The jobs report released this morning was shockingly good — which immediately made some people question whether it was too good to be true. The most high-profile skeptic was left-leaning economist and New York Times columnist Paul Krugman, who wondered on Twitter whether the Trump administration had “gotten to” the Bureau of Labor Statistics (BLS), which produces the jobs report. (He apologized a few hours later.) But while it’s hardly the first time conspiracy theories about the report have circulated, it would be a big mistake to assume that the White House had a hand in making the statistics look rosier than they really are.
The same was true when Republicans questioned whether the Obama administration had cooked the numbers. Donald Trump himself said the unemployment rate was “phony” when he was campaigning for president, and that the real number was much higher. And in fall 2012, former General Electric CEO Jack Welch caused a stir when he suggested that the Obama administration had fudged the jobs report for political benefit.
Those conspiracy theories don’t engage with the facts, though. The BLS is insulated on many levels from political interference. And if there were some kind of meddling, economists outside the government would quickly pick up on it and sound the alarm. That doesn’t mean the numbers won’t change — some likely will be revised quite substantially. But that’s not a sign of tampering.
“This [pandemic] is a really difficult environment for producing economic statistics, and we know there are going to be errors and revisions of some kind, which the statisticians in the government are working hard to address,” said Tara Sinclair, an economist at the George Washington University. “But that is a very different thing than choosing to report numbers because they look good for your boss, or your boss’s boss. The way our statistical agencies are set up, that really cannot happen.”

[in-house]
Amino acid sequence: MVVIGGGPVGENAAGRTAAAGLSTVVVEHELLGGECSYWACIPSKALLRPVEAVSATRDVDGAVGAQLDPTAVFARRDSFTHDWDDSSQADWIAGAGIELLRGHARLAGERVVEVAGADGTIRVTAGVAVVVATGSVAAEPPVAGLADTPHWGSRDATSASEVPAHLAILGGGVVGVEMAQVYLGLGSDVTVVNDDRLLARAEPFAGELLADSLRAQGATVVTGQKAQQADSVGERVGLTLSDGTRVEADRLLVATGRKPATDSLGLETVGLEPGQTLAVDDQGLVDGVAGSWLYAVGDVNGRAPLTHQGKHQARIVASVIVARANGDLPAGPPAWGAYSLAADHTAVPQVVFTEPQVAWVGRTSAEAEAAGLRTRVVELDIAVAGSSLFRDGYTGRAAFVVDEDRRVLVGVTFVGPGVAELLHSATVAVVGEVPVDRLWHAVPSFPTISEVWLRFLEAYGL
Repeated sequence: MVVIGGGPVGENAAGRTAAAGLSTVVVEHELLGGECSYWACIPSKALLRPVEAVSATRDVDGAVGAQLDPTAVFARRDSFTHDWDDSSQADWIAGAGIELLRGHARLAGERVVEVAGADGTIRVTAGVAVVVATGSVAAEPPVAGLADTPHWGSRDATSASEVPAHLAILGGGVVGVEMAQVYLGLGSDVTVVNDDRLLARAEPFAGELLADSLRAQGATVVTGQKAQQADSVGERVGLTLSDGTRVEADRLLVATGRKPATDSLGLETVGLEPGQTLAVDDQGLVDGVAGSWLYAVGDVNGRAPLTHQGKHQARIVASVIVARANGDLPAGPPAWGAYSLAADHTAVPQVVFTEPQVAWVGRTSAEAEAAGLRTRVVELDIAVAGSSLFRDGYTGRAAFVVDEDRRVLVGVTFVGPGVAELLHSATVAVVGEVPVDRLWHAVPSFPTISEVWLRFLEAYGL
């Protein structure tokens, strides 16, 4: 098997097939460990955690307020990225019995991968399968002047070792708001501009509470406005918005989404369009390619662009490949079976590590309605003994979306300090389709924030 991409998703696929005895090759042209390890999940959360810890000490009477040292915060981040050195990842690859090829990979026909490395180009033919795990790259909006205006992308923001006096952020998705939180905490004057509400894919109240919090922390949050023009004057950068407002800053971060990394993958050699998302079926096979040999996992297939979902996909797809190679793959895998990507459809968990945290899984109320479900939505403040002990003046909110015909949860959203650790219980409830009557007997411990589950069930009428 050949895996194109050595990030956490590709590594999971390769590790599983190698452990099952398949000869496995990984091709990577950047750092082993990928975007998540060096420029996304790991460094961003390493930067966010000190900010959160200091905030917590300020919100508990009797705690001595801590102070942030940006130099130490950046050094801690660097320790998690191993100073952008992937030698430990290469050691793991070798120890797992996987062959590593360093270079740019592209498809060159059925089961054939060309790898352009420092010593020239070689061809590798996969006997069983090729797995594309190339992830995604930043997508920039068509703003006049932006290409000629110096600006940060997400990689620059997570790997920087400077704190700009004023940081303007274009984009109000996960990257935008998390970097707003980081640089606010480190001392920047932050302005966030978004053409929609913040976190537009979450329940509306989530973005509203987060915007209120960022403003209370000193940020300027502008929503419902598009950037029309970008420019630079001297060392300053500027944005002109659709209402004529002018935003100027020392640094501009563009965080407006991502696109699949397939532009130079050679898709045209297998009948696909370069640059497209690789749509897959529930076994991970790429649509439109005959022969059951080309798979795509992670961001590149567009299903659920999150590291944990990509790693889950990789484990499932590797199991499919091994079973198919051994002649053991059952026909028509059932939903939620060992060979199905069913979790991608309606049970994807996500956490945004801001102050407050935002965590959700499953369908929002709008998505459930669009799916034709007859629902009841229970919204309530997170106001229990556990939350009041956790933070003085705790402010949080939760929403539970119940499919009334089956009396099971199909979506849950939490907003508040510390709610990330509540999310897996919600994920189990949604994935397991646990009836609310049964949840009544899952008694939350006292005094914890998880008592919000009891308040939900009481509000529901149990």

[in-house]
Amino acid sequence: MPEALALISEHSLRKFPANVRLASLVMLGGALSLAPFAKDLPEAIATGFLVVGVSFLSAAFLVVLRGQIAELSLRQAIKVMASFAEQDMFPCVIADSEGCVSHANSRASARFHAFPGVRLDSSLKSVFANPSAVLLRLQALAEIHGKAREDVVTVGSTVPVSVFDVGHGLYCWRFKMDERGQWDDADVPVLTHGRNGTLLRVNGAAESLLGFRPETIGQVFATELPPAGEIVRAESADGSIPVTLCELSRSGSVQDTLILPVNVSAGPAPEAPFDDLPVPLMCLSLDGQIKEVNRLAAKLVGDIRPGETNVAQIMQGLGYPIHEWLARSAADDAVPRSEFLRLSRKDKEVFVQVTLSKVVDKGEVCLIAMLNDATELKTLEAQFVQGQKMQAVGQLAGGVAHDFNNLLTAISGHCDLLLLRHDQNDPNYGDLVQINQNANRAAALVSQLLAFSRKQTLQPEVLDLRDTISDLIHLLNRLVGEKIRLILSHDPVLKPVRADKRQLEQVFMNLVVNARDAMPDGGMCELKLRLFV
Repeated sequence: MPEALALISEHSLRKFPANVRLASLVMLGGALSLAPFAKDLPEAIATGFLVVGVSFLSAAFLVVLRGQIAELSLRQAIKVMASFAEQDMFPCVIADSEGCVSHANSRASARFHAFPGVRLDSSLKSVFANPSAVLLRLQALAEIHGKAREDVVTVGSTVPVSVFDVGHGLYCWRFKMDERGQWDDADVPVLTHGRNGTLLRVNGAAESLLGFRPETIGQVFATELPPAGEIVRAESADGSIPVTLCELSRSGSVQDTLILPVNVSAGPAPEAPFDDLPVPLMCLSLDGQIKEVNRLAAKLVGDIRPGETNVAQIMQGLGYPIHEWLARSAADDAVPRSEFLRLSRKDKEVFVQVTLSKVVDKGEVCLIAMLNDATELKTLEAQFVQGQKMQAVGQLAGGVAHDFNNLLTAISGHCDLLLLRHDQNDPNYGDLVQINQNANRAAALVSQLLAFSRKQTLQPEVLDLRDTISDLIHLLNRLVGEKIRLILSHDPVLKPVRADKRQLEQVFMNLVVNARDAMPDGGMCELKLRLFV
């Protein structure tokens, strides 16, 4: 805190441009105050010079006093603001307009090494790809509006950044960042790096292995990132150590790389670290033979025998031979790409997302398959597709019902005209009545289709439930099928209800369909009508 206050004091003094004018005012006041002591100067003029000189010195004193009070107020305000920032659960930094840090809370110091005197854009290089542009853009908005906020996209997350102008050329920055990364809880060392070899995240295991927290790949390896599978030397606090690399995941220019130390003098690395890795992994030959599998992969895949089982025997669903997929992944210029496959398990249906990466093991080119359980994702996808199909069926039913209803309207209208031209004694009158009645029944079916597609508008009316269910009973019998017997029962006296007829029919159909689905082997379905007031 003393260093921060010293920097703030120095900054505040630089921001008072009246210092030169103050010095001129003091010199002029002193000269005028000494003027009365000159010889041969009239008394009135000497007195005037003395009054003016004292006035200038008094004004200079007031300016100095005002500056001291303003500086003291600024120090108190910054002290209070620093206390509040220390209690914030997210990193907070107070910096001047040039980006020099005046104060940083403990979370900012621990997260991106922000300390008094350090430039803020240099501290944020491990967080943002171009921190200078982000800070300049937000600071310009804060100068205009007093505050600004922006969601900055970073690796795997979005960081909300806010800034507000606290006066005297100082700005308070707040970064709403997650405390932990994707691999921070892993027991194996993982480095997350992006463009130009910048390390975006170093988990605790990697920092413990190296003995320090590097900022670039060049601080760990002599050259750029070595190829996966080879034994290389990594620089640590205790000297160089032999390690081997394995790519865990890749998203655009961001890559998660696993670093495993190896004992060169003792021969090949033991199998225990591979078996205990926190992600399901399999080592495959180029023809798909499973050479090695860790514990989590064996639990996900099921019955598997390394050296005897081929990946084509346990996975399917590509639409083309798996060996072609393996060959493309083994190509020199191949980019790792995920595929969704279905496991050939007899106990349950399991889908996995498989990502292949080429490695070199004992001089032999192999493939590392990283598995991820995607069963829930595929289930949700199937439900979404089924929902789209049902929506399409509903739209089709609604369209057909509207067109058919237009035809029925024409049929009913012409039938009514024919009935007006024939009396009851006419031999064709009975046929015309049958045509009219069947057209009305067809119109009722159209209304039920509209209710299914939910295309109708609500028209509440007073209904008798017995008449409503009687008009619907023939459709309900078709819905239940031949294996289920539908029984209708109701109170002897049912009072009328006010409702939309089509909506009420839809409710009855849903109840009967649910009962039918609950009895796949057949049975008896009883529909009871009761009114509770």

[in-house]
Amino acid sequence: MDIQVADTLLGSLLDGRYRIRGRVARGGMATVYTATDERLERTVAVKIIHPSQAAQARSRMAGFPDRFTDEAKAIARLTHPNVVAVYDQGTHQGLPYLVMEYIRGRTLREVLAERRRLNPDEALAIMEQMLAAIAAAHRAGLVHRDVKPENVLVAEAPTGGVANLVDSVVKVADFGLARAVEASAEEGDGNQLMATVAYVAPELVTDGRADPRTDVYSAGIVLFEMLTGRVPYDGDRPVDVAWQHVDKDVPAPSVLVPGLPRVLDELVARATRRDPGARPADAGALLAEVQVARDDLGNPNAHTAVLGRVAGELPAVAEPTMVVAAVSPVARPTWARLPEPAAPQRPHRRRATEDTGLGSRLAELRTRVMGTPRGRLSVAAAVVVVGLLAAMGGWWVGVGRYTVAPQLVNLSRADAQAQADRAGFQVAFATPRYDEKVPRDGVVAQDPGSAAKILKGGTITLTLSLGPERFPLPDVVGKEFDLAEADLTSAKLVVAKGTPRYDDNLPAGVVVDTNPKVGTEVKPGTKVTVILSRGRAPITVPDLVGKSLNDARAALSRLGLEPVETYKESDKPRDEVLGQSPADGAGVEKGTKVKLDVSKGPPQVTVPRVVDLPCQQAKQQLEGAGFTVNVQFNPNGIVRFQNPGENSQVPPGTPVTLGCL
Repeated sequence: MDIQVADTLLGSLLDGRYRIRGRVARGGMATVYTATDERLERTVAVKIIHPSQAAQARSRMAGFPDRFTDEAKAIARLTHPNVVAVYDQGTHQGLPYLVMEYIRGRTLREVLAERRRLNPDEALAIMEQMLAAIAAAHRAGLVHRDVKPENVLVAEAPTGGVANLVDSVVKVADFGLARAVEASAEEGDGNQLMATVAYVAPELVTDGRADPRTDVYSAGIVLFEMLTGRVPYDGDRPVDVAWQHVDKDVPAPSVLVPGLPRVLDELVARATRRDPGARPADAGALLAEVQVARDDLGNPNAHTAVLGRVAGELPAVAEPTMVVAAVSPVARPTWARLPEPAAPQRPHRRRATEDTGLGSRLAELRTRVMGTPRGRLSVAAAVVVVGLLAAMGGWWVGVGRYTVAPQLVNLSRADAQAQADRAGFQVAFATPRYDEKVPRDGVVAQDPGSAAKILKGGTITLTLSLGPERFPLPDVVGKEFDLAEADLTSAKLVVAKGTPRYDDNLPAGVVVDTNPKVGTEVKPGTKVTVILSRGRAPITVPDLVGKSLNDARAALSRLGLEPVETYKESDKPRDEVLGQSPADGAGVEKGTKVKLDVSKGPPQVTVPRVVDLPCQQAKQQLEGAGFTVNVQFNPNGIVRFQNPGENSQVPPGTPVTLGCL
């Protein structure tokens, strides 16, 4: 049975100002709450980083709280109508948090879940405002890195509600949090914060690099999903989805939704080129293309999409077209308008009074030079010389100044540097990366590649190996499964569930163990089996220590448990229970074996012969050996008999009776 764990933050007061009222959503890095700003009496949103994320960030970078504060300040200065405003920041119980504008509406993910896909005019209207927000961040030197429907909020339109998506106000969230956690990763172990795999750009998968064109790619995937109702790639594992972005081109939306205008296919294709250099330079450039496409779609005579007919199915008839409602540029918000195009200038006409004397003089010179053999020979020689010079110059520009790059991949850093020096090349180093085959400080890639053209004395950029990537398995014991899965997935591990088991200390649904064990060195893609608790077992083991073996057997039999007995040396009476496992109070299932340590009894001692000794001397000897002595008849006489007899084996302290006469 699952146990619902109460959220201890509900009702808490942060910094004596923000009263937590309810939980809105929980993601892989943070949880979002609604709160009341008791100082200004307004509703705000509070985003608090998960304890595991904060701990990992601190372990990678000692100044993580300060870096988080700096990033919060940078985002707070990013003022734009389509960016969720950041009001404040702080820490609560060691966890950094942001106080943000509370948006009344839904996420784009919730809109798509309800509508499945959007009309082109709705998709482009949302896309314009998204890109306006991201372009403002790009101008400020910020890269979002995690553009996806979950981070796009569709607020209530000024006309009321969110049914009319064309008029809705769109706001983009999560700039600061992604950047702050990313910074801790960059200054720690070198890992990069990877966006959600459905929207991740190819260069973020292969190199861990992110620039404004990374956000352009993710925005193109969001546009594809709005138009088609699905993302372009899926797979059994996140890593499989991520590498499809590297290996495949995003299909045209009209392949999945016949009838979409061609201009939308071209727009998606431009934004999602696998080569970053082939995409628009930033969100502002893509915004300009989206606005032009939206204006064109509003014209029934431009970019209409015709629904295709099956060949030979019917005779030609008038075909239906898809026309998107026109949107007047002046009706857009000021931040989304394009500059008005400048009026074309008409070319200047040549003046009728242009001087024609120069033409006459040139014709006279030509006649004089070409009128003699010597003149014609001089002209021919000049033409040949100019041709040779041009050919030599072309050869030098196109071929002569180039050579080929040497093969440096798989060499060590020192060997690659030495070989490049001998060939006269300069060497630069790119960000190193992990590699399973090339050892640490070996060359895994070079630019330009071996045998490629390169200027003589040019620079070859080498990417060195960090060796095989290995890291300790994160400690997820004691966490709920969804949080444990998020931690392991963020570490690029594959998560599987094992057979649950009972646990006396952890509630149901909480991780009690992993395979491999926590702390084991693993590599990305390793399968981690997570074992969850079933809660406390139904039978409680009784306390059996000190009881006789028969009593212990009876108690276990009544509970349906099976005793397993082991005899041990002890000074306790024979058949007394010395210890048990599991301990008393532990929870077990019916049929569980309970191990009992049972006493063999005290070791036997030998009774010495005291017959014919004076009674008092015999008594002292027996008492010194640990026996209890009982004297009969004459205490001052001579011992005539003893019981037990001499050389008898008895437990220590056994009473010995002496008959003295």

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For one thing, a successfully rigged jobs report would have to involve a conspiracy of several dozen government statisticians who crunch the numbers from the two surveys of households and businesses that make up the report, and who have access to the underlying data. Nearly all of them are career bureaucrats who have been with the agency through multiple administrations. Moreover, the process for producing the report is highly automated, which makes it harder to tamper with. The process is also insulated from the political appointees who might, in theory, have more of an incentive to produce a result that’s more favorable to the president.
Even the people in charge of the bureau don’t know what’s coming far in advance. Erica Groshen, who served as the commissioner of the BLS from 2013 to 2017, told me that she wouldn’t receive the final headline numbers from the jobs report until a few days before it was released. It would have been very difficult (if not impossible) for even someone in her position of power to tweak the numbers at that point, she said. “I got copies of the releases and I could ask for extra information, but I did not have access to the underlying files,” she said. “I wouldn’t have known how to tamper with them, and it would have been noticed if I had someone do it for me.”
This jobs report — while it certainly contradicted most economic forecasts — also didn’t raise any red flags for Groshen or Sinclair that might indicate the numbers were manipulated. For one thing, Groshen said, it came out on time, with no sign that there was unrest or discomfort from BLS employees. And Sinclair pointed out that simply defying expectations doesn’t make a result wrong. Economists quickly dove into the data and found several plausible explanations for why jobs had been added and the unemployment rate had fallen. And the separate surveys of the households and businesses found similar results — another indication that the findings, while surprising, are most likely accurately reflecting our economic reality.
Economists might be a little embarrassed that their predictions were so off the mark. But that doesn’t mean there was a vast conspiracy to doctor the data. After all, economists don’t have a stellar track record of predicting recessions — which is why, Groshen said, it’s so important to have high-quality economic data to rely on. “Sometimes our impressions of what is happening in the economy just aren’t right,” Groshen said. “That’s why we need the gold-standard data with consistency in how the information is collected and processed — because we don’t always know the answers ahead of time.”
CORRECTION (June 5, 2020, 4:47 p.m.): An earlier version of this article incorrectly stated that Jack Welch was the former CEO of General Motors. He was the former CEO of General Electric.